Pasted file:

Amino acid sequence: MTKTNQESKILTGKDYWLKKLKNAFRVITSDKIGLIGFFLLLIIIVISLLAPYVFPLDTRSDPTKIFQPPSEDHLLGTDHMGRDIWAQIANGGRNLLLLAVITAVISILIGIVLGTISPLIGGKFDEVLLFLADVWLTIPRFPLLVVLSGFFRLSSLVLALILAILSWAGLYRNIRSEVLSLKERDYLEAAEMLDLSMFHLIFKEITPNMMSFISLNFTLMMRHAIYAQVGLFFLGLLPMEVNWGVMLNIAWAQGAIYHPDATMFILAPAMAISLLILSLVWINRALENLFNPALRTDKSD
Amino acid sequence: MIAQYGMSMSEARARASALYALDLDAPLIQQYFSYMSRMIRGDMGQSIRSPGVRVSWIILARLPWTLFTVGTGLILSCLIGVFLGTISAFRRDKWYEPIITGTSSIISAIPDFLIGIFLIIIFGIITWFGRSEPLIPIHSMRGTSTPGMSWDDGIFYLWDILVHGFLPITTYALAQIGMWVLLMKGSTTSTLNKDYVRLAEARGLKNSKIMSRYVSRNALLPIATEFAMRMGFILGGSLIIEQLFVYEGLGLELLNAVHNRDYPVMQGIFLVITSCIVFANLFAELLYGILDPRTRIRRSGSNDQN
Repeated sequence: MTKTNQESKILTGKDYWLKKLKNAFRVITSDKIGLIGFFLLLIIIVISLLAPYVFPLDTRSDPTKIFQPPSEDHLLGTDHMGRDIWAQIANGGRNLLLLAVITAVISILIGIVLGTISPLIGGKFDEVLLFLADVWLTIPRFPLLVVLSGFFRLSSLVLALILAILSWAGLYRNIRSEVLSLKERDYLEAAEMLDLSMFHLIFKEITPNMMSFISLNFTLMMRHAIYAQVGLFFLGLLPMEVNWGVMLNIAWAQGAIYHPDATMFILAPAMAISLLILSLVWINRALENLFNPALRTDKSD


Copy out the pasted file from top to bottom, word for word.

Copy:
Amino acid sequence: MTKTNQESKILTGKDYWLKKLKNAFRVITSDKIGLIGFFLLLIIIVISLLAPYVFPLDTRSDPTKIFQPPSEDHLLGTDHMGRDIWAQIANGGRNLLLLAVITAVISILIGIVLGTISPLIGGKFDEVLLFLADVWLTIPRFPLLVVLSGFFRLSSLVLALILAILSWAGLYRNIRSEVLSLKERDYLEAAEMLDLSMFHLIFKEITPNMMSFISLNFTLMMRHAIYAQVGLFFLGLLPMEVNWGVMLNIAWAQGAIYHPDATMFILAPAMAISLLILSLVWINRALENLFNPALRTDKSD
Amino acid sequence: MIAQYGMSMSEARARASALYALDLDAPLIQQYFSYMSRMIRGDMGQSIRSPGVRVSWIILARLPWTLFTVGTGLILSCLIGVFLGTISAFRRDKWYEPIITGTSSIISAIPDFLIGIFLIIIFGIITWFGRSEPLIPIHSMRGTSTPGMSWDDGIFYLWDILVHGFLPITTYALAQIGMWVLLMKGSTTSTLNKDYVRLAEARGLKNSKIMSRYVSRNALLPIATEFAMRMGFILGGSLIIEQLFVYEGLGLELLNAVHNRDYPVMQGIFLVITSCIVFANLFAELLYGILDPRTRIRRSGSNDQN
Repeated sequence: MTKTNQESKILTGKDYWLKKLKNAFRVITSDKIGLIGFFLLLIIIVISLLAPYVFPLDTRSDPTKIFQPPSEDHLLGTDHMGRDIWAQIANGGRNLLLLAVITAVISILIGIVLGTISPLIGGKFDEVLLFLADVWLTIPRFPLLVVLSGFFRLSSLVLALILAILSWAGLYRNIRSEVLSLKERDYLEAAEMLDLSMFHLIFKEITPNMMSFISLNFTLMMRHAIYAQVGLFFLGLLPMEVNWGVMLNIAWAQGAIYHPDATMFILAPAMAISLLILSLVWINRALENLFNPALRTDKSD